I started my career as plant metallurgist in the metal casting industry. Just as many other quality professionals, my quality journey actually commenced with reviewing non-conforming products, process variations and variables, and customer complaints. To some degree, it is a bit ironic that many of us began quality journeys with task that involve“lack of quality”. I have to be honest here; I did not know much about quality when I started. In time, I started to learn acronyms such as PFD, FMEA, CP, PPAP, C&E, RCA, CAPA, PDCA, COQ, TOC, and on and on.
A few years ago, I was sitting in one of the quality training classes offered by American Foundry Society. One of the teachers was Ted Schorn, who was VP of Quality and Technology at a large manufacturing firm in Indiana. I was amazed not only by the content of the class but also by Ted’s knowledge on quality history, quality gurus, quality philosophies, and quality anecdotes. So inspired by him, during a class break, I asked Ted for career advice in quality arena. Ted replied, “You should start with the Certified Quality Engineer Handbook and try to get the CQE certification.” A year later, I received my certification. The preparation for the certification helped me put together the “puzzle pieces” of my quality skills and knowledge. Ever since, I have been blessed with opportunities to lead quality initiatives, manage Quality Management Systems, and now head a quality department consisting of ten quality professionals. To this day, I still find new meanings to the classic quality tools, concepts, and philosophies. Looking back, my quality journey can be distilled into the following:
- Base quality on data or fact-driven decisions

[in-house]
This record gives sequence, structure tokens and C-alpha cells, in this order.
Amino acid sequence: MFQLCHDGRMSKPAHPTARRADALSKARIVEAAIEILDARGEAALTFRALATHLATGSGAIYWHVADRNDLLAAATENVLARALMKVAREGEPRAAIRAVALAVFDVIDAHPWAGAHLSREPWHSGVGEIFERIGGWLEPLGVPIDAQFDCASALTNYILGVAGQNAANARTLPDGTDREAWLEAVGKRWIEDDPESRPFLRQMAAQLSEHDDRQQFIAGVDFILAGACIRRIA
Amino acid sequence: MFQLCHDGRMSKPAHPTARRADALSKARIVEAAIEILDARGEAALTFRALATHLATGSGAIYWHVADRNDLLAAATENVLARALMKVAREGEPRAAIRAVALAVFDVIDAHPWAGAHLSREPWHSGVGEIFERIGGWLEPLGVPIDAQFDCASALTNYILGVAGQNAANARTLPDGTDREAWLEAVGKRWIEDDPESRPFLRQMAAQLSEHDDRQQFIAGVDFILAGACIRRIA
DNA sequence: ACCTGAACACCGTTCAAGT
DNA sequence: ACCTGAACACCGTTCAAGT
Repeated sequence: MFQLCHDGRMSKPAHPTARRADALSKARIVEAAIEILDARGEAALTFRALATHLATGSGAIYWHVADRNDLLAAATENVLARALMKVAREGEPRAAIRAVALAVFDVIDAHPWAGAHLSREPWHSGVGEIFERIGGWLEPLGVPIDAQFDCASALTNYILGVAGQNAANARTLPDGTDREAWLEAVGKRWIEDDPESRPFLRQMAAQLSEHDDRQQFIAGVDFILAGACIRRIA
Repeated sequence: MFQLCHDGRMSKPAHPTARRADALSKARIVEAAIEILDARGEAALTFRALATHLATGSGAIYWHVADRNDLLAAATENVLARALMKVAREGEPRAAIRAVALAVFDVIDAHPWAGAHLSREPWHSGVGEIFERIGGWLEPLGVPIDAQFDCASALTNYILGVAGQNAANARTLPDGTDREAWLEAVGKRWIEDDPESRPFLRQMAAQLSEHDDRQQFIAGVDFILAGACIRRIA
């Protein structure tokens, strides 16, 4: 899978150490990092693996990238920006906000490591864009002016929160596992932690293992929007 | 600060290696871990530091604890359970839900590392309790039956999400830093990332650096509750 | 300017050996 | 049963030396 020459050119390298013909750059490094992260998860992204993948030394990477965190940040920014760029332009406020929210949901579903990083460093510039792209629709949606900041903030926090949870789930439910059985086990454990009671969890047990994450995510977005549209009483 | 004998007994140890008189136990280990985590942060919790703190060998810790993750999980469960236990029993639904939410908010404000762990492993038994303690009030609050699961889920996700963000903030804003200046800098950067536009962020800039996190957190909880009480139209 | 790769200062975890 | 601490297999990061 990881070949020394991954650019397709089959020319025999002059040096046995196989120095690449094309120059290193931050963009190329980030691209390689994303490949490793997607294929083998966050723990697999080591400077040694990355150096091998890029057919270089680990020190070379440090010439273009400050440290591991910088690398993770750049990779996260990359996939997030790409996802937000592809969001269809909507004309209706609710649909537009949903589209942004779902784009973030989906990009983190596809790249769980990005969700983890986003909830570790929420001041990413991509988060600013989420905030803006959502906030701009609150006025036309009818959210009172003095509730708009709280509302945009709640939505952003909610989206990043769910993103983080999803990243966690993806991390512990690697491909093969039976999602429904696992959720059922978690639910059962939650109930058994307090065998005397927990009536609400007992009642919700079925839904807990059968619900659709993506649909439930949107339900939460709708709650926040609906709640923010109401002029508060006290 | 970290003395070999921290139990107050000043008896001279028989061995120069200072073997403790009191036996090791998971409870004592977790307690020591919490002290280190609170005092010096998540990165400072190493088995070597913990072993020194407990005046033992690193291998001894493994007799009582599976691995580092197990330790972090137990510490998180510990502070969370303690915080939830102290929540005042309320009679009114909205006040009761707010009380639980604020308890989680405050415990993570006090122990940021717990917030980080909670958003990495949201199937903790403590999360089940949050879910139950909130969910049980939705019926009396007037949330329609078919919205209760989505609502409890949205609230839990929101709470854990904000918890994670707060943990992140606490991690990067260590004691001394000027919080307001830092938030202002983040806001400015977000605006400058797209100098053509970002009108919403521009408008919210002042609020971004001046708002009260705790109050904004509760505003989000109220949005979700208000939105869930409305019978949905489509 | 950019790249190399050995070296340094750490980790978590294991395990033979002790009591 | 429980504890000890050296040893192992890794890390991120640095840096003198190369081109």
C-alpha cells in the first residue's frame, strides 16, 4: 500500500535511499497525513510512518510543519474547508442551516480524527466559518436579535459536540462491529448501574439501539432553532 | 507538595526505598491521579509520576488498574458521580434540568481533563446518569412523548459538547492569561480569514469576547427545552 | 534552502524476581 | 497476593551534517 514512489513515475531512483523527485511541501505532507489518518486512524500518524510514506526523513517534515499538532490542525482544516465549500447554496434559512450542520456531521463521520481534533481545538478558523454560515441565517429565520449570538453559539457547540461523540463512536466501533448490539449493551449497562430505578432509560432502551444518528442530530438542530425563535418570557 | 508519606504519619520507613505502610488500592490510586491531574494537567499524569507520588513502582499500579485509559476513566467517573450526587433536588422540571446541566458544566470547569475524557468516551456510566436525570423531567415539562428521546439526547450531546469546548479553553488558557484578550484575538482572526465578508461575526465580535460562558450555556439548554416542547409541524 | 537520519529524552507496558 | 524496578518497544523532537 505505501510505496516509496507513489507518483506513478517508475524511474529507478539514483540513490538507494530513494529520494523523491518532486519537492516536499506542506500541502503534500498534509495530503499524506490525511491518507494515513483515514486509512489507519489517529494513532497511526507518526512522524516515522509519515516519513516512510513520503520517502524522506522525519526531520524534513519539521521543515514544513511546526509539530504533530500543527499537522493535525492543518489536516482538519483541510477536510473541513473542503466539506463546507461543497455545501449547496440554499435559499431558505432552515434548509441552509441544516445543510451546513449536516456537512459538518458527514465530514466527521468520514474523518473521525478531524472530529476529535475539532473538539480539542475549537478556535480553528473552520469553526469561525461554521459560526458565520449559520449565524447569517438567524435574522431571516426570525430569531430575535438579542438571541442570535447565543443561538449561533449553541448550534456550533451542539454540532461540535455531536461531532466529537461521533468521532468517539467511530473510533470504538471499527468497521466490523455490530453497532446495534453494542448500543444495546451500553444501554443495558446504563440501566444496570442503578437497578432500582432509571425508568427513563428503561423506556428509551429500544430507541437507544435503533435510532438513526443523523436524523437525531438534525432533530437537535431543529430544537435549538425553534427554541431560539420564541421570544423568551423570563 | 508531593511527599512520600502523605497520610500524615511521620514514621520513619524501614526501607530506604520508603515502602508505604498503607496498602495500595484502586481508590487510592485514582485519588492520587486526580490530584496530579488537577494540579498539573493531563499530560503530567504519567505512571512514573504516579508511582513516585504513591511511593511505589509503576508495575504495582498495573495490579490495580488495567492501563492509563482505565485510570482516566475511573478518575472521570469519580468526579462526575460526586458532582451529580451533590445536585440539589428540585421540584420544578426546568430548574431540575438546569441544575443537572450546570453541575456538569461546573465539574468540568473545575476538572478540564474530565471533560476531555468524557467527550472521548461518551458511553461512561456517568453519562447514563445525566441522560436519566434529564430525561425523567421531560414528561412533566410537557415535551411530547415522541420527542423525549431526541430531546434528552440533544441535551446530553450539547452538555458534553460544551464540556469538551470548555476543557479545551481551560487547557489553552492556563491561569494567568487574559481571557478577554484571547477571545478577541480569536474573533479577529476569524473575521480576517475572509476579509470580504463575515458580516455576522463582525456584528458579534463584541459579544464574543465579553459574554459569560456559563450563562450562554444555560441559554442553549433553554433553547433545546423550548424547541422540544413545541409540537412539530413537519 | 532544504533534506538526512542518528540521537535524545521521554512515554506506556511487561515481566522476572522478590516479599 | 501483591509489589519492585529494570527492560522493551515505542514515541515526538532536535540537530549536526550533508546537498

- Rely on a structured process
- Involve the team
- Cultivate a quality culture
Let me try to elaborate. The first a few years of my career taught me the importance of making informed decisions based on data / fact. Later on, the CQE journey enlightened me about a structured process and prepared me for developing, implementing, and maintaining such a process. However, it was not until the very recent years did I realize that it is not quite enough just being respectful of data and having a structured process. One has to recognize that systems needs to be maintained and continuously improved upon by the team, who are collectively responsible and committed to a common goal for which they hold themselves accountable. For any quality system to be effective in a long run, the quality leader must actively involve the whole team, by which I mean everyone from production floor to middle management all the way to the very top. Since each team member has his or her own priorities, the leader must make sure the quality message is simple, clear, and right to the point. The message needs to be communicated by all means (e.g., via process controls, audits, trainings, meetings, emails, etc.) to all interested parties (e.g., the suppliers, internal teams, the customers, etc.) on regular basis until it becomes the quality culture, or part of the DNA of the company.
So far, it has been a great journey for me.
Naiyu earned his PhD in Materials Science and Engineering from University of Alabama at Birmingham. He started his career as a Metallurgist, then served as a Supplier Quality Manager, and currently is a Director of Quality in the manufacturing industry. He has been a CQE from ASQ since June 2015. He is a Senior Member of ASQ. In his spare time, Naiyu enjoys playing soccer with friends, reading, and traveling.